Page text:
Ruhleben Camp Population

With the outbreak of hostilities, German authorities interned British citizens in Germany, just as other belligerent powers interned “enemy” civilians. In the opening stages of the war British civilians were left at liberty, with only a handful of suspected spies and saboteurs arrested and detained. However, on 6 November 1914 the vast majority of British civilian males in Germany were gathered for internment at the Ruhleben Trabrennbahn, a racecourse situated in the west of Berlin. Between November 1914 and November 1918 some 5,500 British civilians were held there; the population reached a peak of 4,273 in February 1915 and Ruhleben housed around 2,300 internees at the time of the armistice. Its proximity to the centre of Berlin meant it became the most visited and widely publicised prison camp in the whole of the German Empire.


The Ruhleben camp was around ten acres in size, with eleven barracks to house the internees. Conditions were initially overcrowded as the German authorities had planned for a prisoner population of around 1,500. Nine more barracks were completed in 1915, but it was only toward the end of the war, when the population was reduced to 2,500, that the problem of overcrowding was solved. The death rate in the camp was around sixty out of the total of 5,500 who passed through the camp during the war. This figure is well below the rate experienced in other civilian camps during the war and is helped by the fact that there were periodic repatriations of invalids and those deemed permanently unfit for military service. Admittedly, Ruhleben did not experience serious health scares such as the typhus epidemics that occurred in some prisoner of war camps. However, the years in internment, while not fatal, did take their toll on the inmates’ health.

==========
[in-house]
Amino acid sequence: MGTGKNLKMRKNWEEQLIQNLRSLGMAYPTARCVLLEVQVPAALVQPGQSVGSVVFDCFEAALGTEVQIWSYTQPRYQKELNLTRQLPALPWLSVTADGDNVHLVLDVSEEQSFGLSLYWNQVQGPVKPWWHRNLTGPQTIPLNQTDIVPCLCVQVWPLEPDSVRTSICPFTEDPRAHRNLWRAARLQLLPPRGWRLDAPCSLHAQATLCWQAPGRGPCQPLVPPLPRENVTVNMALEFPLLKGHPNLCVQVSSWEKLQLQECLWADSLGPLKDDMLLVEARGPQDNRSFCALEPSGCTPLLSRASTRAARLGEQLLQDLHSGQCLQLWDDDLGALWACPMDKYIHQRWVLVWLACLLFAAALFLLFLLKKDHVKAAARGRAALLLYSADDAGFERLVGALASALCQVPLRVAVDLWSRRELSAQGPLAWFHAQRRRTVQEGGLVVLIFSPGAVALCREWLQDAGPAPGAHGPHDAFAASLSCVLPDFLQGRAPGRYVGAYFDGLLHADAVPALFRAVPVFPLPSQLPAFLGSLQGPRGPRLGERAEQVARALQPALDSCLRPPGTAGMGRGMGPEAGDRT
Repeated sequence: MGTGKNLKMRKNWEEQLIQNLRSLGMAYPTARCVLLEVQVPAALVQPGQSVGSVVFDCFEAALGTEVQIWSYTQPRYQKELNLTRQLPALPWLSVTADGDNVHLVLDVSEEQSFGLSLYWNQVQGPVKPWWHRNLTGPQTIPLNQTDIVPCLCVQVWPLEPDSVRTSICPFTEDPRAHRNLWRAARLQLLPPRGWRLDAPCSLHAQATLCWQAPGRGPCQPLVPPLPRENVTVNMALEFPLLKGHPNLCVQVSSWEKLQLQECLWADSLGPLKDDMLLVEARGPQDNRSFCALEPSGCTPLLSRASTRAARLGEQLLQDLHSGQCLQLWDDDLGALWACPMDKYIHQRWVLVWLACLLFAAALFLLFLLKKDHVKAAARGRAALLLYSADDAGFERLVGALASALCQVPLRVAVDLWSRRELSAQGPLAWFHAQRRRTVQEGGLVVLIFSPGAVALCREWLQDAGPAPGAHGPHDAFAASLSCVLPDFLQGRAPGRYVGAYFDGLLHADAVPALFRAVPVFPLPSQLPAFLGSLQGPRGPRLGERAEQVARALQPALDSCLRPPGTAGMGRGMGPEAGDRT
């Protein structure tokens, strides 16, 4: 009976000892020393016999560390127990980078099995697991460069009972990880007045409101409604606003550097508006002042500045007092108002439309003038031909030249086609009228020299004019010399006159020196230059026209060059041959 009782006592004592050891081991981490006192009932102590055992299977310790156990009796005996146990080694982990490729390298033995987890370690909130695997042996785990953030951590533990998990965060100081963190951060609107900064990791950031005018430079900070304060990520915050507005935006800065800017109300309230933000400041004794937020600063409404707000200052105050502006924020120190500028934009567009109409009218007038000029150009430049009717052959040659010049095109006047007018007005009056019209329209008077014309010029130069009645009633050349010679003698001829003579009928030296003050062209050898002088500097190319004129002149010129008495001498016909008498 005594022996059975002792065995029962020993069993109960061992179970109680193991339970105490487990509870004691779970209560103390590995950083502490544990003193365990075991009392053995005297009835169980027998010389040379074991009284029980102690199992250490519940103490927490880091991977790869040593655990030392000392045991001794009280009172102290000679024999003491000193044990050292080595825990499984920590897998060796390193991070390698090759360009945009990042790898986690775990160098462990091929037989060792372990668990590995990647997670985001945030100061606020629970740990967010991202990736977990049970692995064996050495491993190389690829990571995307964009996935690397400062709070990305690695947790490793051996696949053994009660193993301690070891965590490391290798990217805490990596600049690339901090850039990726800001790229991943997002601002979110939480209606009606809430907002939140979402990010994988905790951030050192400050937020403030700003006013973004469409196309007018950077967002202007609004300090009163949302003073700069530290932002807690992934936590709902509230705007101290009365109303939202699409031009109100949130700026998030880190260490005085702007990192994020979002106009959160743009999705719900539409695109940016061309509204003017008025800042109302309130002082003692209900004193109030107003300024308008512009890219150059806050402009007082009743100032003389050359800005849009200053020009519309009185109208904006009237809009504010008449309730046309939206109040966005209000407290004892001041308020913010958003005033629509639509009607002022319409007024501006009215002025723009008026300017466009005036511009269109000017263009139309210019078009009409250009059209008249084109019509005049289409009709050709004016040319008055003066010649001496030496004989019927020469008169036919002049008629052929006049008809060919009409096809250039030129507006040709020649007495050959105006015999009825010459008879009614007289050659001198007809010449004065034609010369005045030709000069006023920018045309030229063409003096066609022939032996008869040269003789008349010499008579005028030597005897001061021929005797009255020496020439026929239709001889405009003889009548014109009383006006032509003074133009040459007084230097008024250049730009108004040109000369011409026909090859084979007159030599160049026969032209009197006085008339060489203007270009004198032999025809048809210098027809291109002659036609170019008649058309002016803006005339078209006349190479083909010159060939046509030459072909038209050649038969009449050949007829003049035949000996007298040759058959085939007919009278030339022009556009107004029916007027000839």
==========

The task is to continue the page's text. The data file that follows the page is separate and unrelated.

Camp Culture

Ruhleben was by no means a typical camp. The relatively good conditions can be attributed to the camp’s location, a stable inmate population, support from humanitarian organisations and the lack of reprisal punishments. Reciprocity also played a role; Britain and its empire held around 36,000 German civilians in internment by 1917, and any form of punishment against the inmates of Ruhleben would have had consequences for German internees within the British Empire. This good treatment allowed the British inmates to create a rich cultural community in the camp. Ruhleben’s inmates were an extremely diverse group and included people from all social classes within the British Empire. The focus in accounts of the camp was on cultural activities. Inmates engaged in art, theatre, sport and even mock elections to ensure that the "borough" of Ruhleben was properly represented at Westminster. The camp offers an interesting case study of a community during the war.

Mahon Murphy, Trinity College Dublin

Section Editor: Mark Jones